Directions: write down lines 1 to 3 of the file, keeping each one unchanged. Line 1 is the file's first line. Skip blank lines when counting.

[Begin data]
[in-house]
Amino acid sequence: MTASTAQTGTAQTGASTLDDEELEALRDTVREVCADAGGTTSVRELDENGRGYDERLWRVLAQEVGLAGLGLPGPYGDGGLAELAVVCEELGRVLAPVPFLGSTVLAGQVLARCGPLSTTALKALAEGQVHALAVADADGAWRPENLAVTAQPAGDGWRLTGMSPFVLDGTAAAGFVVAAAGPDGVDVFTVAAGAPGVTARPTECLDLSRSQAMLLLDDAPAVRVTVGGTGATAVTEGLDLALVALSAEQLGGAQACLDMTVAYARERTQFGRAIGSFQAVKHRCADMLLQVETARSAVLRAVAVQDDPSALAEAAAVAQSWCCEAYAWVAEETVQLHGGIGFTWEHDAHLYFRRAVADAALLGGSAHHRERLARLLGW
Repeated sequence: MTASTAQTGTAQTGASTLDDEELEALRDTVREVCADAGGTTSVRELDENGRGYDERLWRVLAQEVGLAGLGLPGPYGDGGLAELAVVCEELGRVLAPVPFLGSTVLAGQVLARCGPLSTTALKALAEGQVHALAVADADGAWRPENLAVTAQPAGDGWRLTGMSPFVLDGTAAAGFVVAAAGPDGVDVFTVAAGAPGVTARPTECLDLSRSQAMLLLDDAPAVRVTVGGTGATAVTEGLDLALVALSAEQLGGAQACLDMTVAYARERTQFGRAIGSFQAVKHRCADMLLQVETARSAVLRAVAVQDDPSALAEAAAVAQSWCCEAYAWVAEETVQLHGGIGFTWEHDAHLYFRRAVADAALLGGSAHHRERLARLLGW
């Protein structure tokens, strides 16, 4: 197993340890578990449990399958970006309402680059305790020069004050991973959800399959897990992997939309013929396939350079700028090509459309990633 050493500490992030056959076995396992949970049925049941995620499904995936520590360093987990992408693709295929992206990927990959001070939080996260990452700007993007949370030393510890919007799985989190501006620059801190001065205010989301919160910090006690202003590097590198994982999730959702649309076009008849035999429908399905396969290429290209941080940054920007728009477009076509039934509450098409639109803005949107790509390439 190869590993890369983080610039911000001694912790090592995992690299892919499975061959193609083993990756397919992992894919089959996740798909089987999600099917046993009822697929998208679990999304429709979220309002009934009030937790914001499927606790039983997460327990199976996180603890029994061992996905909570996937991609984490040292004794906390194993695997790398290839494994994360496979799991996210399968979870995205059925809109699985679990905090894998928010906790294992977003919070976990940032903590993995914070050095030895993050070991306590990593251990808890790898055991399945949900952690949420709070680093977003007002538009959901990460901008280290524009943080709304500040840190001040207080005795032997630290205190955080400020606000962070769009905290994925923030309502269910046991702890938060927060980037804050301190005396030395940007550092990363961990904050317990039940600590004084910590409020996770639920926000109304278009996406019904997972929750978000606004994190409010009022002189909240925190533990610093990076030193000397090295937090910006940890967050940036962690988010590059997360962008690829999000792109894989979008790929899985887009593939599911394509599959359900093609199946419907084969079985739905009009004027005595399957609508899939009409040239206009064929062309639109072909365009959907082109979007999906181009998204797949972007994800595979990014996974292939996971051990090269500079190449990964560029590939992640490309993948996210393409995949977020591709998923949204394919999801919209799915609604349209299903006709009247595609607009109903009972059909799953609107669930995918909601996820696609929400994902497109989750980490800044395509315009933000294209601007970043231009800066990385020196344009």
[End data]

[in-house]
Amino acid sequence: MTASTAQTGTAQTGASTLDDEELEALRDTVREVCADAGGTTSVRELDENGRGYDERLWRVLAQEVGLAGLGLPGPYGDGGLAELAVVCEELGRVLAPVPFLGSTVLAGQVLARCGPLSTTALKALAEGQVHALAVADADGAWRPENLAVTAQPAGDGWRLTGMSPFVLDGTAAAGFVVAAAGPDGVDVFTVAAGAPGVTARPTECLDLSRSQAMLLLDDAPAVRVTVGGTGATAVTEGLDLALVALSAEQLGGAQACLDMTVAYARERTQFGRAIGSFQAVKHRCADMLLQVETARSAVLRAVAVQDDPSALAEAAAVAQSWCCEAYAWVAEETVQLHGGIGFTWEHDAHLYFRRAVADAALLGGSAHHRERLARLLGW
Repeated sequence: MTASTAQTGTAQTGASTLDDEELEALRDTVREVCADAGGTTSVRELDENGRGYDERLWRVLAQEVGLAGLGLPGPYGDGGLAELAVVCEELGRVLAPVPFLGSTVLAGQVLARCGPLSTTALKALAEGQVHALAVADADGAWRPENLAVTAQPAGDGWRLTGMSPFVLDGTAAAGFVVAAAGPDGVDVFTVAAGAPGVTARPTECLDLSRSQAMLLLDDAPAVRVTVGGTGATAVTEGLDLALVALSAEQLGGAQACLDMTVAYARERTQFGRAIGSFQAVKHRCADMLLQVETARSAVLRAVAVQDDPSALAEAAAVAQSWCCEAYAWVAEETVQLHGGIGFTWEHDAHLYFRRAVADAALLGGSAHHRERLARLLGW